Rabbi Jack Moline, president of the Interfaith Alliance, told The Washington Post that posting armed guards outside synagogues in some places would be “prohibitive” to Jewish communal life itself.
But Gary Sikorski, director of security for the Jewish Federation of Metropolitan Detroit, told the Detroit Jewish News that the idea, suggested by President Donald Trump after the attack, is “not a bad one.”
The Great Synagogue of Copenhagen was the site of a deadly attack in 2015. (Wikimedia Commons via JTA)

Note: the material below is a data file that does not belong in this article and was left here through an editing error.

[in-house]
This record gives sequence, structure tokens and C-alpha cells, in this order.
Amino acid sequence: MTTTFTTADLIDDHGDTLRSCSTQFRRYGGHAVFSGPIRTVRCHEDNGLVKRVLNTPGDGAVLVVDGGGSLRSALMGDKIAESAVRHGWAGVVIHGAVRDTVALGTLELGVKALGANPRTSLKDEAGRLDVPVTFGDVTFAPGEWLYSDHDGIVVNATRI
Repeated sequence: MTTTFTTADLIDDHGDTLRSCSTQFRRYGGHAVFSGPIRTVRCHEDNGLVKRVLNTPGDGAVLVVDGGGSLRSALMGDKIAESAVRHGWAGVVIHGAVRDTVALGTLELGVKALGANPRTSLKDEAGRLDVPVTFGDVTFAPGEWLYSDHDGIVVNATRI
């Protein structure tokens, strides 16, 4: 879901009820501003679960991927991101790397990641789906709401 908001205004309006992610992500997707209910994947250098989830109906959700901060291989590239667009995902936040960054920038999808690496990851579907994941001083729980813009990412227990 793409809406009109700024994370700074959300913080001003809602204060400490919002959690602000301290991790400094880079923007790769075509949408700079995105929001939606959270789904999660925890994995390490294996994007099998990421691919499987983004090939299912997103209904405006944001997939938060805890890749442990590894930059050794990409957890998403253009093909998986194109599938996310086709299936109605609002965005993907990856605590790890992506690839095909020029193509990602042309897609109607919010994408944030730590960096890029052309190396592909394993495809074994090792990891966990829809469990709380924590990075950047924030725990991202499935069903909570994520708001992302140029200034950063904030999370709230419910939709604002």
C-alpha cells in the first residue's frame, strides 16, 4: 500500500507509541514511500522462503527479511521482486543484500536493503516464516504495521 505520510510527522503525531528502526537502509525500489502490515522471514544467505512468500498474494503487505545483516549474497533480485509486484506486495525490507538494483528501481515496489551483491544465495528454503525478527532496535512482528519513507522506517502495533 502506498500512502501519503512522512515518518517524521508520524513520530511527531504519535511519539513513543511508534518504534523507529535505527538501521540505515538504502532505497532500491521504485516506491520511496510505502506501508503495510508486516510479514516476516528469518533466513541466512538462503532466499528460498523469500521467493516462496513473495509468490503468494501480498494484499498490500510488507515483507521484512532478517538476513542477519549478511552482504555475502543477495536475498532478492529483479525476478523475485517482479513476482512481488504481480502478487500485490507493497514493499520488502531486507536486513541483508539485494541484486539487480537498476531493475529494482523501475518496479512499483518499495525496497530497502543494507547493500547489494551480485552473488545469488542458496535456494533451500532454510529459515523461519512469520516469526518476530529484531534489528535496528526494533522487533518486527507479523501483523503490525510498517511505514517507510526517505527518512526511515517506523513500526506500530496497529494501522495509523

In 2015, a volunteer guard outside Copenhagen’s main synagogue was shot dead after engaging an armed Islamist who had intended to carry out a shooting attack inside the building, where dozens of people were celebrating a bat mitzvah. Dan Uzan’s intervention allowed police to shoot the assailant, who never made it inside the shul.
A year earlier, a dozen or so volunteer guards staved off dozens of rioters who had intended to storm the Synagogue de la Roquette in Paris as payback for Israel’s actions in Gaza. As 200 worshippers waited inside, the defenders held their ground for 20 minutes amid a vicious street brawl with the attackers until police finally arrived at the scene.